The anticipated tobacco growers' crisis drew three governors, one governor-elect, and staffers from six other tobacco states to the Triangle.
They joined the country's largest tobacco companies to craft an aid package for growers. The tobacco companies had agree to the assistance package as part of the settlement, but R.J. Reynolds recently said it will not put up its portion of the money.
"It really appears necessary that all the companies participate, and the $5.15 billion is a minimum figure," said Gov. Jim Hunt of North Carolina. "We have said very clearly that we want to continue to grow tobacco, ...but we also feel very strongly that our farmers in a sense have borne the brunt of this big settlement, which has resulted in cigarette prices going up so much."
The tobacco companies' lead negotiator says the state governments need to play a critical role.
"I thought we had an excellent meeting," says Phil Carlton, the tobacco industry's lawyer. "The state political leadership is absolutely crucial to working out the grower issue."
However, Carlton said that the issue is not that simple.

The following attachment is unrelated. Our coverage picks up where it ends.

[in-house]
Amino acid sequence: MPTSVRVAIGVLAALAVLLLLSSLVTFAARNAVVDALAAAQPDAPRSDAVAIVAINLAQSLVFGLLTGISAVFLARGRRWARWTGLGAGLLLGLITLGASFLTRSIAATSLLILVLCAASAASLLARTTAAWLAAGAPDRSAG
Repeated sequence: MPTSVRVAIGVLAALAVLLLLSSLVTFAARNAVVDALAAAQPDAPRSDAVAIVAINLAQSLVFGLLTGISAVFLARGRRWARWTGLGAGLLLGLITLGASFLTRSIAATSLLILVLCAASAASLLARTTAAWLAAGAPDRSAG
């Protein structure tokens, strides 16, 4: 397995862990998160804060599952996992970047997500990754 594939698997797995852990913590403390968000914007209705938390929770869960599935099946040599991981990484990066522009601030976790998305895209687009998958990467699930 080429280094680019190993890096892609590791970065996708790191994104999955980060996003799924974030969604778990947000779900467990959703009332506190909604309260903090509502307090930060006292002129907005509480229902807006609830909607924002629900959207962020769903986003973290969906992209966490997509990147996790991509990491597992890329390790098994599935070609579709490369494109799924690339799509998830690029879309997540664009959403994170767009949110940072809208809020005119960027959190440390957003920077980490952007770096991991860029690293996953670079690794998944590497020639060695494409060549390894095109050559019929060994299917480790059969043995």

"There is a basic disagreement among some folks and rightly so," he said. "You can't just pour money at everything. You have to understand that the tobacco industry in this context is four separate companies, four feisty competitors, they don't always agree on these things."
Everyone did agree to meet again next month, which is an encouraging sign for growers.
"I'm satisfied with what came out of it," says Rod Kuegel, a tobacco grower. "We didn't expect to leave here with a check."
Filtering through it all, there appears to be some positive moves prompted by cooperation between neighboring governors.
"We'll meet again in January, and I think we'll come up with a good solution," Carlton said.
Instead of giving growers money, R.J. Reynolds wants to purchase more tobacco. However, the tobacco states are still trying to get Reynolds to join in on the aid package.
Friday's meeting arose out of a stipulation in the national tobacco settlement signed Nov. 23 between the tobacco companies and 46 states. It required the two sides to meet within 30 days to address the concerns of the growers, who were not included in the deal.
The landmark settlement calls for cigarette companies to pay the states $206 billion over 25 years for smoking-related health-care costs in exchange for the states dropping their lawsuits against the industry.
From Staff and Wire Reports